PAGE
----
SEATTLE — Ten years ago, we would have been blown away by a cell phone with far more computing power and memory than the average PC had in 1999, along with a built-in camera and programs to manage every aspect of our lives. Ten years from now, the Droid, iPhone and their ilk will be antiques.
During the next decade, the evolution of computing and the Internet will produce faster, increasingly intelligent devices. More of our possessions will contain sensors and computers that log our activities, building digital dossiers that augment our memories, help us make decisions and tame information overload.
Such ideas might sound futuristic and excessive today. And technological predictions are notoriously off-base. Short-term forecasts tend to assume too much change, and long-term forecasts underestimate the possibility of sudden, major shifts.
Even so, this vision of interconnected devices that produce and filter massive amounts of data in the 2010s is a logical progression of the Web, computers and gadgetry that emerged in the 2000s. Moore's Law, the principle that computing power doubles every two years without increasing in cost, still rules.
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Recall the personal computer, circa 2000. It probably had a "clock speed" — a measure of how fast it could do things — just one-sixth of many computers today.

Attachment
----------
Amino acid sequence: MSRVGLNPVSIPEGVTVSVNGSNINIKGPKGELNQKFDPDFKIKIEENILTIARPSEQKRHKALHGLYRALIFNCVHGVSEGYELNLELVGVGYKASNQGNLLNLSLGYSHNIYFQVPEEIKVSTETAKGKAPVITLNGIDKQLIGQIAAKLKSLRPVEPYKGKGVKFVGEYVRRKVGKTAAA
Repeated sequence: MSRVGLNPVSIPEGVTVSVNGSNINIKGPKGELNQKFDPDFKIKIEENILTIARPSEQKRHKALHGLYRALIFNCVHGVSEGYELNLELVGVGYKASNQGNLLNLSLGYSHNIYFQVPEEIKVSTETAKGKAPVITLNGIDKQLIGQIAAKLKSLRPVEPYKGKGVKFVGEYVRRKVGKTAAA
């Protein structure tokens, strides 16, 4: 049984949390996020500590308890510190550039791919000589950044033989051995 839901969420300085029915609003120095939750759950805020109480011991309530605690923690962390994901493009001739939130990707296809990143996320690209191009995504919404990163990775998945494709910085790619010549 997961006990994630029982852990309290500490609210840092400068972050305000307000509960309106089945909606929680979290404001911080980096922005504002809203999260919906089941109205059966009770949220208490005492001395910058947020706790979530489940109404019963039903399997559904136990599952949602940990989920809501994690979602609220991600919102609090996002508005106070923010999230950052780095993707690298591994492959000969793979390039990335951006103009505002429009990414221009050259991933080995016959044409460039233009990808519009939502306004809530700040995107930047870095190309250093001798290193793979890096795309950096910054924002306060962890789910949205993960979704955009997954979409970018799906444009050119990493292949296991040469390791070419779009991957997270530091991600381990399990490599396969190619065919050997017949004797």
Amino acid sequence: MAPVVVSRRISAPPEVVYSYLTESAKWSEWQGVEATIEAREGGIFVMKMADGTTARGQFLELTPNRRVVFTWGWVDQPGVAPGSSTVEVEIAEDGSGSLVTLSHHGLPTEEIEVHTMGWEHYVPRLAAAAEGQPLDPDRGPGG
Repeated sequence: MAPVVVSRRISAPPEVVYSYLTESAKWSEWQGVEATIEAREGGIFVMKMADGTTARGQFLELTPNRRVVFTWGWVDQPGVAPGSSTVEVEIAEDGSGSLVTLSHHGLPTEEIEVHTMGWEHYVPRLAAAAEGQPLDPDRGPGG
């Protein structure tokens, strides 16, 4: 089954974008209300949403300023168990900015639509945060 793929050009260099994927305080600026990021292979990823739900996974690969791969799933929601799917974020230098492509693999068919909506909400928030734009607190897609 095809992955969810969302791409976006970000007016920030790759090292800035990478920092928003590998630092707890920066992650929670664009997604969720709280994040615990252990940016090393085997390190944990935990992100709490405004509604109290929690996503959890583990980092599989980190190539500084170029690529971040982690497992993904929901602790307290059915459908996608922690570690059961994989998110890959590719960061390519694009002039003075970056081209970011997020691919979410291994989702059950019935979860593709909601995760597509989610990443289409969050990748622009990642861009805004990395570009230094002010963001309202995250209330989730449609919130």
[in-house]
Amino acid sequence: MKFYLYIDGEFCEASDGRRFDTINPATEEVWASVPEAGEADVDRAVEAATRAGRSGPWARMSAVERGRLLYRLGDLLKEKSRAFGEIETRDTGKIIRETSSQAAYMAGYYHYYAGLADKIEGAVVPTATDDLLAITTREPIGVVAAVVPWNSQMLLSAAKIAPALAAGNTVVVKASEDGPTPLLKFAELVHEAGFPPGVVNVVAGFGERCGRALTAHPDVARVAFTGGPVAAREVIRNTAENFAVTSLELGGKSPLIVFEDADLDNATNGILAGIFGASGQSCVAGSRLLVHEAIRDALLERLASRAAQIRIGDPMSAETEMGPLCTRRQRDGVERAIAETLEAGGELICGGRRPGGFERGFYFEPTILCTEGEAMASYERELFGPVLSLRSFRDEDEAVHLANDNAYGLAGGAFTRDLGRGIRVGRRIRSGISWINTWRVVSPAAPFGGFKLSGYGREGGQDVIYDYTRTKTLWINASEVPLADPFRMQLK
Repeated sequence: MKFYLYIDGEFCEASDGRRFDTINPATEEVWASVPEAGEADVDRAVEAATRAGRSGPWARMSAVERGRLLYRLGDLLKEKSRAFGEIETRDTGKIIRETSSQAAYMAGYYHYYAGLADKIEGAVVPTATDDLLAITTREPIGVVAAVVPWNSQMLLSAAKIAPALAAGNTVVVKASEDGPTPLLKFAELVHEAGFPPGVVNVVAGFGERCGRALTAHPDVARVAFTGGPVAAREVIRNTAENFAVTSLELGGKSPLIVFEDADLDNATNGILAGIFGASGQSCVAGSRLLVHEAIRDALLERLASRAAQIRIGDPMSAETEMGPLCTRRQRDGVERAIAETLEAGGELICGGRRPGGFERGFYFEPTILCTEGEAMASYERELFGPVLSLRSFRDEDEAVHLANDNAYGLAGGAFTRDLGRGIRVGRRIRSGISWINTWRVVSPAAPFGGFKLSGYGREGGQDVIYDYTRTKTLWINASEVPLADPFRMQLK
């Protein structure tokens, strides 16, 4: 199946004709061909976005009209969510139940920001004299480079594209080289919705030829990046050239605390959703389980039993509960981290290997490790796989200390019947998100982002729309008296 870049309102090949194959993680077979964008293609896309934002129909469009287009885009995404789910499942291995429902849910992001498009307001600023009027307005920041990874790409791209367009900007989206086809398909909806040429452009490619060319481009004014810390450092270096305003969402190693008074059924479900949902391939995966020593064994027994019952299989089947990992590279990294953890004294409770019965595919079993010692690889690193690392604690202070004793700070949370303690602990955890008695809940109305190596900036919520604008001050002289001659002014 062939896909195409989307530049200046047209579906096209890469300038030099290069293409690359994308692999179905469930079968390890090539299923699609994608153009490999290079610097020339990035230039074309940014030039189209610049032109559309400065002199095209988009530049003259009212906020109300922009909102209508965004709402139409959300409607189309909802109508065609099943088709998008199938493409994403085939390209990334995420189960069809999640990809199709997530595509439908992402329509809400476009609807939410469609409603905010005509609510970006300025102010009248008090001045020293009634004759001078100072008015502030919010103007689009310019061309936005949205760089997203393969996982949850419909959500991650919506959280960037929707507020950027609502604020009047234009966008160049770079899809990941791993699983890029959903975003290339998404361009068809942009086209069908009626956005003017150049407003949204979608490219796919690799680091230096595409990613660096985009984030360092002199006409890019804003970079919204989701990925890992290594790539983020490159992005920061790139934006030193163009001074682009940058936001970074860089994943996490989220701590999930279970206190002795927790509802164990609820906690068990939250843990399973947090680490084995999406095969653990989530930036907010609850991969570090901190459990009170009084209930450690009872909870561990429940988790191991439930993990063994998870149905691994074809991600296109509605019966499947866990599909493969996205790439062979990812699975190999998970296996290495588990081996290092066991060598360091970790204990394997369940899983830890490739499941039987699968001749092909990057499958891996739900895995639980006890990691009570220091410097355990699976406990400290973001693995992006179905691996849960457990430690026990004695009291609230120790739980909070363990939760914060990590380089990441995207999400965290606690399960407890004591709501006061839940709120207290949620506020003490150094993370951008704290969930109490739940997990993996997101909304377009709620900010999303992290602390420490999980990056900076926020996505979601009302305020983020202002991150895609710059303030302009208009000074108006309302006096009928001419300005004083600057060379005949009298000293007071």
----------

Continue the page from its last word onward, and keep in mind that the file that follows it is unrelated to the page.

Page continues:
Apple's 1999 iMac came with 64 megabytes of RAM, memory that helps computers switch among programs. Today's iMac has 60 times as much. The vintage iMac had a 10- gigabyte hard drive for storing digital photos and other files. Now iPods have more space than that, and iMac drives start at 500 gigabytes.
Remember dial-up? In 2000, fewer than 10 percent of U.S. households had broadband Internet, according to Forrester Research. In 2008, 61 percent of homes had it.
As computers and Internet connections got faster, we enjoyed them more. In October 2002, the average American spent about 52 hours a month on a home computer, according to the Nielsen Co. This October, the figure was nearly 68 hours a month.
We filled ever-more- spacious hard drives with music and photographs, as households with digital cameras jumped from 10 percent in 2000 to 68 percent last year, and those with an MP3 player climbed from less than 2 percent in 2000 to 41 percent in 2008, according to Forrester.
Staying in touch
We increased the ways we could stay connected: More of us got cell phones, camera phones, smart phones and iPhones. We bought more laptops and came to expect Internet connections almost everywhere.
Personal home pages were replaced by blogs that could be set up in seconds. First-generation social networks, little more than online address books, gave way to sites such as Facebook and Twitter.
All these changes unfolded because of an explosion in computing power and connectivity that only figures to accelerate in the next decade.